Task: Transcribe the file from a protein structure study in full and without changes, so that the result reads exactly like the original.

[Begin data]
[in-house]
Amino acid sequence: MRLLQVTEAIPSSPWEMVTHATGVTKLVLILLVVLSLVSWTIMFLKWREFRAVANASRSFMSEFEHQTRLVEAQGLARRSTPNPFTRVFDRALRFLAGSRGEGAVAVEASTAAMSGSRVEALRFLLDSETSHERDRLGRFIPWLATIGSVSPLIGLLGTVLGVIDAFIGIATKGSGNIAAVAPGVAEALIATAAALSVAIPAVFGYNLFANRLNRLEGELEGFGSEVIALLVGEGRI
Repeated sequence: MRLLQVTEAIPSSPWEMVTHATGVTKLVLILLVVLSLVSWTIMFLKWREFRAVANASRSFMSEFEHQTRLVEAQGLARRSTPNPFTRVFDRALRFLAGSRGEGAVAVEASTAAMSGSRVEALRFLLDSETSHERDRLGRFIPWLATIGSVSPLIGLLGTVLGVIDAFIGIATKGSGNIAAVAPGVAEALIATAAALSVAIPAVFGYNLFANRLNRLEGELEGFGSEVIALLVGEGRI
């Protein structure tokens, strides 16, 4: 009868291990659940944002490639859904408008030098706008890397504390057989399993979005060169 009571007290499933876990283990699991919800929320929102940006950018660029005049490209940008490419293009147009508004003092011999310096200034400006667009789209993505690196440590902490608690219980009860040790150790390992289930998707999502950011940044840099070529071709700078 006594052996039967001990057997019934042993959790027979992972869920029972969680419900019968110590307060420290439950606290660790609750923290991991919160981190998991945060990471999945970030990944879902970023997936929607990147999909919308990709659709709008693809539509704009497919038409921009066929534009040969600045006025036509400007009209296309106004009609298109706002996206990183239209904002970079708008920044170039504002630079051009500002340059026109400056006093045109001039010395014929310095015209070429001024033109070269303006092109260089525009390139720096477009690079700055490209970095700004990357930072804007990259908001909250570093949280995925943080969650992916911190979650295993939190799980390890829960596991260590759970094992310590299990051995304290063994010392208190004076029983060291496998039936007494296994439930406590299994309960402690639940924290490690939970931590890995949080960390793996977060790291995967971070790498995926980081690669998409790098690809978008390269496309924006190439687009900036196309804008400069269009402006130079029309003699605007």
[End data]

[in-house]
Amino acid sequence: MRLLQVTEAIPSSPWEMVTHATGVTKLVLILLVVLSLVSWTIMFLKWREFRAVANASRSFMSEFEHQTRLVEAQGLARRSTPNPFTRVFDRALRFLAGSRGEGAVAVEASTAAMSGSRVEALRFLLDSETSHERDRLGRFIPWLATIGSVSPLIGLLGTVLGVIDAFIGIATKGSGNIAAVAPGVAEALIATAAALSVAIPAVFGYNLFANRLNRLEGELEGFGSEVIALLVGEGRI
Repeated sequence: MRLLQVTEAIPSSPWEMVTHATGVTKLVLILLVVLSLVSWTIMFLKWREFRAVANASRSFMSEFEHQTRLVEAQGLARRSTPNPFTRVFDRALRFLAGSRGEGAVAVEASTAAMSGSRVEALRFLLDSETSHERDRLGRFIPWLATIGSVSPLIGLLGTVLGVIDAFIGIATKGSGNIAAVAPGVAEALIATAAALSVAIPAVFGYNLFANRLNRLEGELEGFGSEVIALLVGEGRI
């Protein structure tokens, strides 16, 4: 009868291990659940944002490639859904408008030098706008890397504390057989399993979005060169 009571007290499933876990283990699991919800929320929102940006950018660029005049490209940008490419293009147009508004003092011999310096200034400006667009789209993505690196440590902490608690219980009860040790150790390992289930998707999502950011940044840099070529071709700078 006594052996039967001990057997019934042993959790027979992972869920029972969680419900019968110590307060420290439950606290660790609750923290991991919160981190998991945060990471999945970030990944879902970023997936929607990147999909919308990709659709709008693809539509704009497919038409921009066929534009040969600045006025036509400007009209296309106004009609298109706002996206990183239209904002970079708008920044170039504002630079051009500002340059026109400056006093045109001039010395014929310095015209070429001024033109070269303006092109260089525009390139720096477009690079700055490209970095700004990357930072804007990259908001909250570093949280995925943080969650992916911190979650295993939190799980390890829960596991260590759970094992310590299990051995304290063994010392208190004076029983060291496998039936007494296994439930406590299994309960402690639940924290490690939970931590890995949080960390793996977060790291995967971070790498995926980081690669998409790098690809978008390269496309924006190439687009900036196309804008400069269009402006130079029309003699605007």